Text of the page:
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Tuesday 11 August, 2020

Scientist identifies ‘unique’ habitat in La Brea Pitch Lake

Photo: Guppy fish (Poecilia reticulata) via iStock.

Photo: Guppy fish (Poecilia reticulata) via iStock.

Is there a 10,000-year-old secret hidden within the fish species of the La Brea Pitch Lake?

Part-time lecturer in MSc Biodiversity, Conservation and Sustainable Development at the University of the West Indies, Dr Ryan Mohammed, said the freshwater habitat of the La Brea Pitch Lake harbours guppies which span 10,000 generations, making it possibly one of the most unique freshwater habitats in the country.

Speaking at a session on icthyofaunal diversity (the study of fish) hosted by the Environmental Policy and Planning Division at the Ministry of Planning and Development, Dr Mohammed said despite the pitch lake’s seemingly harsh environment, several fish species have thrived, making it one of the most unique freshwater wetlands in Trinidad.

(Photo: Guppies and other fish species in the La Brea Pitch Lake. Photo via Dr Ryan Mohammed)

‘When we hear about the Pitch Lake, some might think of basically a deformed car park with some bits of vegetation on the periphery. But the Pitch Lake actually has an interesting biodiversity, particularly with its fish fauna.’

He said there are several species of fish which inhabit the pitch lake, including guppies and other fish species which make up a unique food web.

‘The pitch lake is a unique habitat where there are no crustaceans, no snails, but yet there are fish being able to survive.’

He said one of the areas of his research examined how the food structure is maintained in the pitch lake.

‘Unlike other populations of rivulus fish where you’d find one or two individuals among guppies in a river, drain or small tributary, in the pitch lake you have dense populations of these fish, sometimes even denser than the prey species.'

‘The pitch lake, for icthyofaunal diversity, is a very unique habitat and one that needs more investigation to understand how this ecosystem can survive considering that it is a hydrocarbon-based ecosystem.’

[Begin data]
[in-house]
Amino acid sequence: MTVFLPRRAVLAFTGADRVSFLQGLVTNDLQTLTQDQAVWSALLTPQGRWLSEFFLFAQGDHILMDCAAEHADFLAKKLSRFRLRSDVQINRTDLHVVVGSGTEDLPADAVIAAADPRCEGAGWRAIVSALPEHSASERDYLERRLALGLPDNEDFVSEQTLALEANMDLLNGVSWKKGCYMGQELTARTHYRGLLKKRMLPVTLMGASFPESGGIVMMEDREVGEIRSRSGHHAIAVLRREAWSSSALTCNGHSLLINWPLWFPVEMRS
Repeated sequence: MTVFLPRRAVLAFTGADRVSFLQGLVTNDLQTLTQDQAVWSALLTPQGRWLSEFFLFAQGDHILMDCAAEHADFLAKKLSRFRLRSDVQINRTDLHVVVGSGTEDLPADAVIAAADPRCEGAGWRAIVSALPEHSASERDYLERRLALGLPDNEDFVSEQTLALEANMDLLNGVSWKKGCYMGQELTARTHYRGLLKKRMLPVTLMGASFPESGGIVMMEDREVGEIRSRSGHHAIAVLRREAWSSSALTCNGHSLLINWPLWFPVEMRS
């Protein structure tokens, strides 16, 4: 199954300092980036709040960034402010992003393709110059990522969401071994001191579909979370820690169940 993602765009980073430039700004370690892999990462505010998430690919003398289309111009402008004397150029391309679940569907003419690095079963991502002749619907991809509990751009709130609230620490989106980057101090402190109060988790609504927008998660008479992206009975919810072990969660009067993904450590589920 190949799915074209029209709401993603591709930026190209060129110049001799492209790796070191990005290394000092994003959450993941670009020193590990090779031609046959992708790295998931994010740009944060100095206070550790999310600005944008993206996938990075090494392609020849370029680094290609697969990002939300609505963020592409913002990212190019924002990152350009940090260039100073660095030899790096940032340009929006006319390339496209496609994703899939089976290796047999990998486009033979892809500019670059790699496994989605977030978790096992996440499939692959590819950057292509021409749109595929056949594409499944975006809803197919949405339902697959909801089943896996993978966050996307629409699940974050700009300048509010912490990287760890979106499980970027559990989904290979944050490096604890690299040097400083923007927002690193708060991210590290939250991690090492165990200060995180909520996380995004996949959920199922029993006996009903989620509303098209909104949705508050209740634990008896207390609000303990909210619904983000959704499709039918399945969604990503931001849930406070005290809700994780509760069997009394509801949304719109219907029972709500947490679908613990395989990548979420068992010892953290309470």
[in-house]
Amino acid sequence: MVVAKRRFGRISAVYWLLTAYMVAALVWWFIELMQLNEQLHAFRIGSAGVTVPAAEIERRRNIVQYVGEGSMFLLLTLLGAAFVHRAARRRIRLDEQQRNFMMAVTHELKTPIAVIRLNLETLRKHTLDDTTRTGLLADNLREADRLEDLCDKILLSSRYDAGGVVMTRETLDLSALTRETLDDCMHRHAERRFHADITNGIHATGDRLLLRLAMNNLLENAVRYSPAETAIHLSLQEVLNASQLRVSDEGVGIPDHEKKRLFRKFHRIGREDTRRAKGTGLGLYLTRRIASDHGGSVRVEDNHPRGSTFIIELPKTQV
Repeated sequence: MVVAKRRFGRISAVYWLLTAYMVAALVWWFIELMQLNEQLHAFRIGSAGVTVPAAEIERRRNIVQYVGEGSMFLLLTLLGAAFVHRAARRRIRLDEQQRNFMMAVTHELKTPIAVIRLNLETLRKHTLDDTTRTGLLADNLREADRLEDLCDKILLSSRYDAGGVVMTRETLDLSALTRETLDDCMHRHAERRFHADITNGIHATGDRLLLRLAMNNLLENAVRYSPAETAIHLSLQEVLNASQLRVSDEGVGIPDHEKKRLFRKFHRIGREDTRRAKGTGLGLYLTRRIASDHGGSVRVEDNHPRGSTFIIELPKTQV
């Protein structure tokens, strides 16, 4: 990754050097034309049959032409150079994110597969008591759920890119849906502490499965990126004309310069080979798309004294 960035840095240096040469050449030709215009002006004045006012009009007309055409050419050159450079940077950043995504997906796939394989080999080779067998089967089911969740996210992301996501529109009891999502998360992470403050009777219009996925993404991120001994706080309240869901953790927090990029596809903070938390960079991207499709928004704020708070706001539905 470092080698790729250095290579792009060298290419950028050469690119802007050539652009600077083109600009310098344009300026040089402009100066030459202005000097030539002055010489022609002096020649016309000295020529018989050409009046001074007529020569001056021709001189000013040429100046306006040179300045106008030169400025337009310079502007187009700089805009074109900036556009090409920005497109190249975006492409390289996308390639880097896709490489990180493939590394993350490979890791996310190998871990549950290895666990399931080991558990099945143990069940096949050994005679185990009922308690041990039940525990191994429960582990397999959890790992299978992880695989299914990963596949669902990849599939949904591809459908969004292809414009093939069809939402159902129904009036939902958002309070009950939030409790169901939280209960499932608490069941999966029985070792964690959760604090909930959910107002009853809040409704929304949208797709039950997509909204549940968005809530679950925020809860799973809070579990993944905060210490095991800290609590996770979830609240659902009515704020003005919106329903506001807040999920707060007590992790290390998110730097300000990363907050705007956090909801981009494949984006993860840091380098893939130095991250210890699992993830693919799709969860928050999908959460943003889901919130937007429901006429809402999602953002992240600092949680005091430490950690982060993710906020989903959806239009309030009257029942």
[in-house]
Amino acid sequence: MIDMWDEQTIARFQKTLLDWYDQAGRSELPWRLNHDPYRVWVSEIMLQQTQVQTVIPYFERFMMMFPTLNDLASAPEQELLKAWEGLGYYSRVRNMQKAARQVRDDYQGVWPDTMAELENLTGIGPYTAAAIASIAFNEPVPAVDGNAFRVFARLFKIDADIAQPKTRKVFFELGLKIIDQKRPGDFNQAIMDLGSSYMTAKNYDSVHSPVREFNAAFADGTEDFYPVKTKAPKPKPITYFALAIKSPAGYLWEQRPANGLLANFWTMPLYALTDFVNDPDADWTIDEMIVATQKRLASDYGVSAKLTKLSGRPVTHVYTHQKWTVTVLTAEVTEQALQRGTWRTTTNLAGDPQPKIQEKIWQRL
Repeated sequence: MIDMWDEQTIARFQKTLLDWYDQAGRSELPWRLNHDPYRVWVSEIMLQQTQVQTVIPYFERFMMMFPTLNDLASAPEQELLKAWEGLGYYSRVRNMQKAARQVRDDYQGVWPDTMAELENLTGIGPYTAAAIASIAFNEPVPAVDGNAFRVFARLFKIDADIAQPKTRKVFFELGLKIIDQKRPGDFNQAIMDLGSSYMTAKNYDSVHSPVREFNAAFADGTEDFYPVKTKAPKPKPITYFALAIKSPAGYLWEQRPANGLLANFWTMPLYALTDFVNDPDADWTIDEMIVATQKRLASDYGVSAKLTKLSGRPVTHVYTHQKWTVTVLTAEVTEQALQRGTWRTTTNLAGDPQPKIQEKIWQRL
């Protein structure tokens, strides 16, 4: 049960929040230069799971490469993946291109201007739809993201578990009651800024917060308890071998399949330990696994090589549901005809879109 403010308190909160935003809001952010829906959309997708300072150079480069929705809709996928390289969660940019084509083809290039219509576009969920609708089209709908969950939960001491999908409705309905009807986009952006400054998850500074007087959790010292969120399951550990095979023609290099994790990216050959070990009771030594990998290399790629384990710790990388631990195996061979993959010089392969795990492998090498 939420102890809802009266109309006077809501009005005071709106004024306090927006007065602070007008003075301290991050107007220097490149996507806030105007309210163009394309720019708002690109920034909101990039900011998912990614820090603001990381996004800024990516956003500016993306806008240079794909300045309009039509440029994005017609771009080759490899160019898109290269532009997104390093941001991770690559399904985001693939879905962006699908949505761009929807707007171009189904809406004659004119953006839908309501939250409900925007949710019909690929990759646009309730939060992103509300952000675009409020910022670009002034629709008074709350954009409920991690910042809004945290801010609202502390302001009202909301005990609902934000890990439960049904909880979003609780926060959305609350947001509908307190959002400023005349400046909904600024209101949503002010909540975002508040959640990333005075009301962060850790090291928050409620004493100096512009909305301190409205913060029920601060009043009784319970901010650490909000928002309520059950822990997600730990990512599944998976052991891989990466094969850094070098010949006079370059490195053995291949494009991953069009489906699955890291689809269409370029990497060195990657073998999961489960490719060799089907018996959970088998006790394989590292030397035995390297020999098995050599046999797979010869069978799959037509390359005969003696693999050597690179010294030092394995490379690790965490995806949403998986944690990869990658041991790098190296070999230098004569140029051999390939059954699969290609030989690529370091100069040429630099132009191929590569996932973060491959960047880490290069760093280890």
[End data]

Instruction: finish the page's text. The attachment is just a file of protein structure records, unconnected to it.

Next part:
He noted that the guppies found in the pitch lake have been separated from guppies in other habitats over the course of 10,000 generations.

‘For it to be born 10,000 generations separate, that means for 10,000 years there has been no new genetic information coming in, and we suspect that to be the same for other species in the pitch lake as well.’

The Pitch Lake is the largest natural deposit of asphalt in the world, estimated to contain 10 million tons. Located in La Brea, the lake covers about 100 acres and is reported to be 250 feet deep.

In Tobago, Dr Mohammed said there are also distinct differences in fish species found in the various parts of the island, which should be investigated further.

Dr Mohammed said overall there are almost 1,000 different species of fish, both freshwater and marine, in the waters in and around Trinidad and Tobago.

Dr Mohammed said some threats to ichtyofaunal diversity include over-harvesting, overconsumption, such as with cascadura, and the removal of the breeding population.

He said some even harvest cascadura nests for food, destroying future populations.

He said habitat loss is another factor, for example dredging rivers, which can remove the areas required for fish to multiply.

For more information on the webinar, see the link online here: https://www.facebook.com/eppdtt/videos/274745433630641/

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